Comparative epigenomic profiling of the DNA methylome in mouse and Zebrafish uncovers high interspecies divergence

Chi Zhang, Yujin Hoshida, Kirsten C. Sadler

Research output: Contribution to journalArticle

9 Citations (Scopus)

Abstract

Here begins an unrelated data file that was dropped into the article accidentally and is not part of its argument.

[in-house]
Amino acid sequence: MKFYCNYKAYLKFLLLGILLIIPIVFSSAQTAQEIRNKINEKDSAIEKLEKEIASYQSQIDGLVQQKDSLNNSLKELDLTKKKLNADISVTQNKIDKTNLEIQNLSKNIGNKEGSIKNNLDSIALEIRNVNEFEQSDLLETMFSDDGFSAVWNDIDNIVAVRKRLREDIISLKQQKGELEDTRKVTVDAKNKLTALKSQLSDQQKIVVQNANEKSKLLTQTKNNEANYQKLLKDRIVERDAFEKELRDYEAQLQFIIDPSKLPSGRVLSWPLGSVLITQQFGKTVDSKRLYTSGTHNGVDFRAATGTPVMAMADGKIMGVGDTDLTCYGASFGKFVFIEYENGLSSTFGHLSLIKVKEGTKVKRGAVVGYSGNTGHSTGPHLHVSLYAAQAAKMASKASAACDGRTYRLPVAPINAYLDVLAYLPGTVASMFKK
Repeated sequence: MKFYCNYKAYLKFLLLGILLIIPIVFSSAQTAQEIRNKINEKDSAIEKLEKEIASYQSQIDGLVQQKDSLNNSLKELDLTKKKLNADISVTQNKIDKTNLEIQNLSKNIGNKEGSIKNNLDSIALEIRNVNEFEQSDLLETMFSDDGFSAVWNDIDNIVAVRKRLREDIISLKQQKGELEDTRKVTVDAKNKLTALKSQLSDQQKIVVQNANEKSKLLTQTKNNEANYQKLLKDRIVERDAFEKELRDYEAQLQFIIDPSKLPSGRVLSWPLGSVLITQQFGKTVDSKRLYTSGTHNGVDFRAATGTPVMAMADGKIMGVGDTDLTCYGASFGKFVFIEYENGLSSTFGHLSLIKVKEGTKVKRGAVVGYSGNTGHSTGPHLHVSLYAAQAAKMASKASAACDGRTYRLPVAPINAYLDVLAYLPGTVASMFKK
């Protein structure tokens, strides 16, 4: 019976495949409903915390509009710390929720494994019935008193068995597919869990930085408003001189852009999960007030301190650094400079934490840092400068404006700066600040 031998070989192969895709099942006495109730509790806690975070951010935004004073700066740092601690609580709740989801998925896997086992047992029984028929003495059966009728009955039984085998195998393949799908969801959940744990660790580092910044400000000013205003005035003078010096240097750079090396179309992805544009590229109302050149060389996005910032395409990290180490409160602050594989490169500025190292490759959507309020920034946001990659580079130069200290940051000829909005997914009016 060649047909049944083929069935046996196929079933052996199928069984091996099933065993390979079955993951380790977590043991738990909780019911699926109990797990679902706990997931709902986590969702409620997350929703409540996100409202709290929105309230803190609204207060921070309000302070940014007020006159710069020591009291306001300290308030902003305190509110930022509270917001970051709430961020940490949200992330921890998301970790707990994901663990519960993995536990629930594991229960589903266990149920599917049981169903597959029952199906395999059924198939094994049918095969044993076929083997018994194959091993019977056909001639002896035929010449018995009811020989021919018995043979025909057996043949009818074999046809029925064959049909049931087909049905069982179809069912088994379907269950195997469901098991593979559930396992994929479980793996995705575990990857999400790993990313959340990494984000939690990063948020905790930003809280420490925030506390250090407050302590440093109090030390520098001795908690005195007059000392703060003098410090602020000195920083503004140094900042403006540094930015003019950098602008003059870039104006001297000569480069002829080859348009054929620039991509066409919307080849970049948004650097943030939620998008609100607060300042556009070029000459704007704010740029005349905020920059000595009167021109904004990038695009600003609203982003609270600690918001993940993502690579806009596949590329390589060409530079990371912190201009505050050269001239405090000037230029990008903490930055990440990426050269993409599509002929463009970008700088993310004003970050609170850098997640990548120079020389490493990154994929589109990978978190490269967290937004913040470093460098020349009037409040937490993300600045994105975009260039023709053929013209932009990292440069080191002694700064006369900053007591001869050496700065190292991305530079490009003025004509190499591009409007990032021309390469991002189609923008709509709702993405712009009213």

The DNA methylation landscape is dynamically patterned during development and distinct methylation patterns distinguish healthy from diseased cells. However, whether tissue-specific methylation patterns are conserved across species is not known. We used comparative methylome analysisof base-resolution DNA methylation profiles from the liver and brain ofmouse and zebrafish generated by reduced representation bisulfite sequencing to identify the conserved and divergent aspects of the methylome in these commonly used vertebrate model organisms. On average, 24% of CpGs are methylated in mouse livers and the pattern of methylation was highly concordant among four male mice from two different strains. The same level of methylation (24.2%) was identified in mouse brain. In striking contrast, zebrafish had 63 and 70% of CpG methylation in the liver and brain, respectively. This is attributed, in part, to the higher percentage of the zebrafish genome occupied by transposable elements (52% vs. 45%in mice). Thus, the species identity was more significant in determining methylome patterning than was the similarity in organ function. Conserved features of the methylome across tissues and species was the exclusion of methylation from promoters and from CpG islands near transcriptionstart sites, and the clustering of methylated CpGs in gene bodies and intragenic regions. These data suggest that DNA methylation reflects species-specific genome structure, and supports the notion that DNA methylation in non-promoter regions may contribute to genome evolution.